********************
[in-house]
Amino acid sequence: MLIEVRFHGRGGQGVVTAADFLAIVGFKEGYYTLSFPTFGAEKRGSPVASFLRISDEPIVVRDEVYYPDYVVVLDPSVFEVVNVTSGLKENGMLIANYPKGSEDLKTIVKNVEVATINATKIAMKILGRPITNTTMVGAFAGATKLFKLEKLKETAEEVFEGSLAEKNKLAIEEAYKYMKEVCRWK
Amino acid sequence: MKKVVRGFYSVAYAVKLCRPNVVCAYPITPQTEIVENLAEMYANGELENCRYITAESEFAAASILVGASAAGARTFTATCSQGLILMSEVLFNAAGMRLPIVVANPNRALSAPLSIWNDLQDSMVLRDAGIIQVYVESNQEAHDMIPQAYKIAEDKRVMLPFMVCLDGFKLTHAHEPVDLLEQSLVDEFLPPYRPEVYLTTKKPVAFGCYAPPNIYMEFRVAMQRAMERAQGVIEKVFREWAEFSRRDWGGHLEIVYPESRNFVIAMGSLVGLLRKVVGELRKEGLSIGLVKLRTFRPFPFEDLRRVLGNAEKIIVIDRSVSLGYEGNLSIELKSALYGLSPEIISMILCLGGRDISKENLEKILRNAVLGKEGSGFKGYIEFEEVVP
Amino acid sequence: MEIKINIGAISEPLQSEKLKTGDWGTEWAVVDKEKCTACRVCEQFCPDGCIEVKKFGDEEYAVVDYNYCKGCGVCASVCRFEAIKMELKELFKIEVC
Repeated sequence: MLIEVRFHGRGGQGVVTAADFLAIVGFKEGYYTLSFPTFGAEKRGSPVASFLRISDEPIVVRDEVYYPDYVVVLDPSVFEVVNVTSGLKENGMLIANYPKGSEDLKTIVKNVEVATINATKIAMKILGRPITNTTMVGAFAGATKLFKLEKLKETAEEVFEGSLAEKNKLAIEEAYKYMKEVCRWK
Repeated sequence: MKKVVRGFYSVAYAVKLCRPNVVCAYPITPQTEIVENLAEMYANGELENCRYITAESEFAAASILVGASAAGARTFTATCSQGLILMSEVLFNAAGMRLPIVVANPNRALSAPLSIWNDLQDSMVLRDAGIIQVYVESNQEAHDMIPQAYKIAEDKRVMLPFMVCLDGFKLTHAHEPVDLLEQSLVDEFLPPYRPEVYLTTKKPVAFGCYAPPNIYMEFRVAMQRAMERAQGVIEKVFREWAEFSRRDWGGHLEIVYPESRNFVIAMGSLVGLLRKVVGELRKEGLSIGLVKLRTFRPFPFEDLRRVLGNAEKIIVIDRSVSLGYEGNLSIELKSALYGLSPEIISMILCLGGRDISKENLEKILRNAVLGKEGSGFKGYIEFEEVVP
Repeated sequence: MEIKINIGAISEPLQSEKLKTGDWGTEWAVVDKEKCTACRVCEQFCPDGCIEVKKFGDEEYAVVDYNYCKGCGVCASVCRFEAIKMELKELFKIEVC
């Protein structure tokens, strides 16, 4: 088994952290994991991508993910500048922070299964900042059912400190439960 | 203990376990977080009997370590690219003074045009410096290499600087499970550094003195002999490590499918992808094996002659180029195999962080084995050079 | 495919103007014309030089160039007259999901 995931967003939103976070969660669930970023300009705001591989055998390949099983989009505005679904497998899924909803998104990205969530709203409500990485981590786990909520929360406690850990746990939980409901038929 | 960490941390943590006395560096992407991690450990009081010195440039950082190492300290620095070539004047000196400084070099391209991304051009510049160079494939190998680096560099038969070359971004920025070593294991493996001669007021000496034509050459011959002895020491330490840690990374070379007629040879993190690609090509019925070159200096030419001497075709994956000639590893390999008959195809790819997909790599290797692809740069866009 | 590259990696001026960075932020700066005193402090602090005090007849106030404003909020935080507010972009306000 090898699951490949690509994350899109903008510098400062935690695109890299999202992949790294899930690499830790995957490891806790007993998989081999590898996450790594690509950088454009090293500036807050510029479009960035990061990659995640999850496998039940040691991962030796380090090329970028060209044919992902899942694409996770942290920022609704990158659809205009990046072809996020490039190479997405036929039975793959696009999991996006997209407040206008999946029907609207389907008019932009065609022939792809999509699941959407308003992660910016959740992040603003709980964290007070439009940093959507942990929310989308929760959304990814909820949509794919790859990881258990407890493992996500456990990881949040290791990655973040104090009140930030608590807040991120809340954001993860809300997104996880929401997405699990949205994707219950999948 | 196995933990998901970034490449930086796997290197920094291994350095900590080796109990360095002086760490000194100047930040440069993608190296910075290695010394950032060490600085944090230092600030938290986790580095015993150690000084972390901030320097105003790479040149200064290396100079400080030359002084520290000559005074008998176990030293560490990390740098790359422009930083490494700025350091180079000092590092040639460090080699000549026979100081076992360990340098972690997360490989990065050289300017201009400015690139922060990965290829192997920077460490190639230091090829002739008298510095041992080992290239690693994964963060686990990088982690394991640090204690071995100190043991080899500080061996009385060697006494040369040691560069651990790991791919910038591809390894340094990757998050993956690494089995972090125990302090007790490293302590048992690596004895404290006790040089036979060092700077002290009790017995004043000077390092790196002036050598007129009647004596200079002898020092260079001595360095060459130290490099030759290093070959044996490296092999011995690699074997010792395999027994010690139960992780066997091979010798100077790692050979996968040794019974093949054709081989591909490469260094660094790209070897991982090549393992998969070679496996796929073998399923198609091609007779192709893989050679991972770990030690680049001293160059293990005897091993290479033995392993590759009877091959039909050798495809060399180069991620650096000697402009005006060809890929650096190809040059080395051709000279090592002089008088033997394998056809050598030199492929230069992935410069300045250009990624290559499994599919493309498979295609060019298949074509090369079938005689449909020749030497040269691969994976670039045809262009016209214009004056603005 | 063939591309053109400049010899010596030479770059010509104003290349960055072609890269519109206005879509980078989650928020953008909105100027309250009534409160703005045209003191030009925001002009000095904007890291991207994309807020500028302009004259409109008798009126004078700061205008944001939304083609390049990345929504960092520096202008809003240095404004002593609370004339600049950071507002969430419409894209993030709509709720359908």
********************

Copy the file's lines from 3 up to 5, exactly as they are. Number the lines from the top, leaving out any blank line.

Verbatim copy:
Amino acid sequence: MKKVVRGFYSVAYAVKLCRPNVVCAYPITPQTEIVENLAEMYANGELENCRYITAESEFAAASILVGASAAGARTFTATCSQGLILMSEVLFNAAGMRLPIVVANPNRALSAPLSIWNDLQDSMVLRDAGIIQVYVESNQEAHDMIPQAYKIAEDKRVMLPFMVCLDGFKLTHAHEPVDLLEQSLVDEFLPPYRPEVYLTTKKPVAFGCYAPPNIYMEFRVAMQRAMERAQGVIEKVFREWAEFSRRDWGGHLEIVYPESRNFVIAMGSLVGLLRKVVGELRKEGLSIGLVKLRTFRPFPFEDLRRVLGNAEKIIVIDRSVSLGYEGNLSIELKSALYGLSPEIISMILCLGGRDISKENLEKILRNAVLGKEGSGFKGYIEFEEVVP
Amino acid sequence: MEIKINIGAISEPLQSEKLKTGDWGTEWAVVDKEKCTACRVCEQFCPDGCIEVKKFGDEEYAVVDYNYCKGCGVCASVCRFEAIKMELKELFKIEVC
Repeated sequence: MLIEVRFHGRGGQGVVTAADFLAIVGFKEGYYTLSFPTFGAEKRGSPVASFLRISDEPIVVRDEVYYPDYVVVLDPSVFEVVNVTSGLKENGMLIANYPKGSEDLKTIVKNVEVATINATKIAMKILGRPITNTTMVGAFAGATKLFKLEKLKETAEEVFEGSLAEKNKLAIEEAYKYMKEVCRWK